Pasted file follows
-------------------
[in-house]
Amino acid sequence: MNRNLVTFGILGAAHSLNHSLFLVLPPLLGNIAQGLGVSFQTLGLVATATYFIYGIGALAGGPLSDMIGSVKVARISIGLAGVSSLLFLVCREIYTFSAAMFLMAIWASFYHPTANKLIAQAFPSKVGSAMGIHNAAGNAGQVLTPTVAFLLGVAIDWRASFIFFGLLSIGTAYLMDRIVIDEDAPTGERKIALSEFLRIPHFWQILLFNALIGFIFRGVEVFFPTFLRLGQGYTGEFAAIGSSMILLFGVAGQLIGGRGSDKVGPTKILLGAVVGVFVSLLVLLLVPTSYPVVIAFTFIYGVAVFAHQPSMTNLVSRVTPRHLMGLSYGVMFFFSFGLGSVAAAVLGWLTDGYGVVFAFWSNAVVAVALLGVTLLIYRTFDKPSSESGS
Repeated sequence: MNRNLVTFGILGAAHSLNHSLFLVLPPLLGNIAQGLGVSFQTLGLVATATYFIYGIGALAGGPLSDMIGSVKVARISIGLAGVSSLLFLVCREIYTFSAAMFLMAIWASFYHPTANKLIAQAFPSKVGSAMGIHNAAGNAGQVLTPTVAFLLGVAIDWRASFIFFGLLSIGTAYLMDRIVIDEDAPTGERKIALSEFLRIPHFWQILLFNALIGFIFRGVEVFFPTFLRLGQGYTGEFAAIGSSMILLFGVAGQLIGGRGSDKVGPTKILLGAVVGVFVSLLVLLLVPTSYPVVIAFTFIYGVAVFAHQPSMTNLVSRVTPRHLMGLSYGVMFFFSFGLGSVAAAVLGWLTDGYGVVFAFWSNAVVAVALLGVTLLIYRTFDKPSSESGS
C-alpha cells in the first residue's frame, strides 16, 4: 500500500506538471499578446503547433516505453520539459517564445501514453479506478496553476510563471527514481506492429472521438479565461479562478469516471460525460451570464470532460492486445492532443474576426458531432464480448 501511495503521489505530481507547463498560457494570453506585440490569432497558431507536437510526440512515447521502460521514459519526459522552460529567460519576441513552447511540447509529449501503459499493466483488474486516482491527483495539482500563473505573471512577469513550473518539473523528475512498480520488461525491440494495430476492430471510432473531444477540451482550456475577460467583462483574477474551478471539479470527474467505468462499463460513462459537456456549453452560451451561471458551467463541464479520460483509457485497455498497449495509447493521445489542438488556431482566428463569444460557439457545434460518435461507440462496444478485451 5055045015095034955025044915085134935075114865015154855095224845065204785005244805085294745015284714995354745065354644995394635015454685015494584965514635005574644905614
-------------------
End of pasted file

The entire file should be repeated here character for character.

[in-house]
Amino acid sequence: MNRNLVTFGILGAAHSLNHSLFLVLPPLLGNIAQGLGVSFQTLGLVATATYFIYGIGALAGGPLSDMIGSVKVARISIGLAGVSSLLFLVCREIYTFSAAMFLMAIWASFYHPTANKLIAQAFPSKVGSAMGIHNAAGNAGQVLTPTVAFLLGVAIDWRASFIFFGLLSIGTAYLMDRIVIDEDAPTGERKIALSEFLRIPHFWQILLFNALIGFIFRGVEVFFPTFLRLGQGYTGEFAAIGSSMILLFGVAGQLIGGRGSDKVGPTKILLGAVVGVFVSLLVLLLVPTSYPVVIAFTFIYGVAVFAHQPSMTNLVSRVTPRHLMGLSYGVMFFFSFGLGSVAAAVLGWLTDGYGVVFAFWSNAVVAVALLGVTLLIYRTFDKPSSESGS
Repeated sequence: MNRNLVTFGILGAAHSLNHSLFLVLPPLLGNIAQGLGVSFQTLGLVATATYFIYGIGALAGGPLSDMIGSVKVARISIGLAGVSSLLFLVCREIYTFSAAMFLMAIWASFYHPTANKLIAQAFPSKVGSAMGIHNAAGNAGQVLTPTVAFLLGVAIDWRASFIFFGLLSIGTAYLMDRIVIDEDAPTGERKIALSEFLRIPHFWQILLFNALIGFIFRGVEVFFPTFLRLGQGYTGEFAAIGSSMILLFGVAGQLIGGRGSDKVGPTKILLGAVVGVFVSLLVLLLVPTSYPVVIAFTFIYGVAVFAHQPSMTNLVSRVTPRHLMGLSYGVMFFFSFGLGSVAAAVLGWLTDGYGVVFAFWSNAVVAVALLGVTLLIYRTFDKPSSESGS
C-alpha cells in the first residue's frame, strides 16, 4: 500500500506538471499578446503547433516505453520539459517564445501514453479506478496553476510563471527514481506492429472521438479565461479562478469516471460525460451570464470532460492486445492532443474576426458531432464480448 501511495503521489505530481507547463498560457494570453506585440490569432497558431507536437510526440512515447521502460521514459519526459522552460529567460519576441513552447511540447509529449501503459499493466483488474486516482491527483495539482500563473505573471512577469513550473518539473523528475512498480520488461525491440494495430476492430471510432473531444477540451482550456475577460467583462483574477474551478471539479470527474467505468462499463460513462459537456456549453452560451451561471458551467463541464479520460483509457485497455498497449495509447493521445489542438488556431482566428463569444460557439457545434460518435461507440462496444478485451 5055045015095034955025044915085134935075114865015154855095224845065204785005244805085294745015284714995354745065354644995394635015454685015494584965514635005574644905614